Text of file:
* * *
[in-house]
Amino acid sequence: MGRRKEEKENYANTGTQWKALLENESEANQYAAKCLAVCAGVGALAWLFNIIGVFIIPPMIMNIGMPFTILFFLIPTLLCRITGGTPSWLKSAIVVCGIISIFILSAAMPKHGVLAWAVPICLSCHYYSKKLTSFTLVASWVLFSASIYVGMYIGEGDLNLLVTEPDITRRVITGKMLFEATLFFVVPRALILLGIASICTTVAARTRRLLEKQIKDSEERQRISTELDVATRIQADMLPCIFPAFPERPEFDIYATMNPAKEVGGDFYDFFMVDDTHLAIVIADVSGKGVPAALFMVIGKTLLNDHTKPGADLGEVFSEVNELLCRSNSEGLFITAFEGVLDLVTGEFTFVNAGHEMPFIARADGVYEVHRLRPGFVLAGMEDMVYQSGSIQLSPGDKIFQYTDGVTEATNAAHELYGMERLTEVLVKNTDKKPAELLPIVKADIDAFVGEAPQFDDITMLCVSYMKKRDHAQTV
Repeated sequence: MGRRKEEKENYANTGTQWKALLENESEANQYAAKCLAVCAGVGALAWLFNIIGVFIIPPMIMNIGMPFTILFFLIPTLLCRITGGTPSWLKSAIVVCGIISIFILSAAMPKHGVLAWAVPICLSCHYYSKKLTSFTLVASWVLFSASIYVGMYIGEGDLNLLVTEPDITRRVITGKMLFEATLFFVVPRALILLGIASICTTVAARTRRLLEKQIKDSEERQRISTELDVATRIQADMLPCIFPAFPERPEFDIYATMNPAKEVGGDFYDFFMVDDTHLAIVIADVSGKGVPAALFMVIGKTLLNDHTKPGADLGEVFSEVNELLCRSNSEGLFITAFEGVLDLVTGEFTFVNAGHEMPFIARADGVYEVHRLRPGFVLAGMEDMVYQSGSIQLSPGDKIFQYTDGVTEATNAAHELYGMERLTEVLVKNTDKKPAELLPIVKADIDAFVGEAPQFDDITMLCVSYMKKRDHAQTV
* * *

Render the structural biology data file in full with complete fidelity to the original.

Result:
[in-house]
Amino acid sequence: MGRRKEEKENYANTGTQWKALLENESEANQYAAKCLAVCAGVGALAWLFNIIGVFIIPPMIMNIGMPFTILFFLIPTLLCRITGGTPSWLKSAIVVCGIISIFILSAAMPKHGVLAWAVPICLSCHYYSKKLTSFTLVASWVLFSASIYVGMYIGEGDLNLLVTEPDITRRVITGKMLFEATLFFVVPRALILLGIASICTTVAARTRRLLEKQIKDSEERQRISTELDVATRIQADMLPCIFPAFPERPEFDIYATMNPAKEVGGDFYDFFMVDDTHLAIVIADVSGKGVPAALFMVIGKTLLNDHTKPGADLGEVFSEVNELLCRSNSEGLFITAFEGVLDLVTGEFTFVNAGHEMPFIARADGVYEVHRLRPGFVLAGMEDMVYQSGSIQLSPGDKIFQYTDGVTEATNAAHELYGMERLTEVLVKNTDKKPAELLPIVKADIDAFVGEAPQFDDITMLCVSYMKKRDHAQTV
Repeated sequence: MGRRKEEKENYANTGTQWKALLENESEANQYAAKCLAVCAGVGALAWLFNIIGVFIIPPMIMNIGMPFTILFFLIPTLLCRITGGTPSWLKSAIVVCGIISIFILSAAMPKHGVLAWAVPICLSCHYYSKKLTSFTLVASWVLFSASIYVGMYIGEGDLNLLVTEPDITRRVITGKMLFEATLFFVVPRALILLGIASICTTVAARTRRLLEKQIKDSEERQRISTELDVATRIQADMLPCIFPAFPERPEFDIYATMNPAKEVGGDFYDFFMVDDTHLAIVIADVSGKGVPAALFMVIGKTLLNDHTKPGADLGEVFSEVNELLCRSNSEGLFITAFEGVLDLVTGEFTFVNAGHEMPFIARADGVYEVHRLRPGFVLAGMEDMVYQSGSIQLSPGDKIFQYTDGVTEATNAAHELYGMERLTEVLVKNTDKKPAELLPIVKADIDAFVGEAPQFDDITMLCVSYMKKRDHAQTV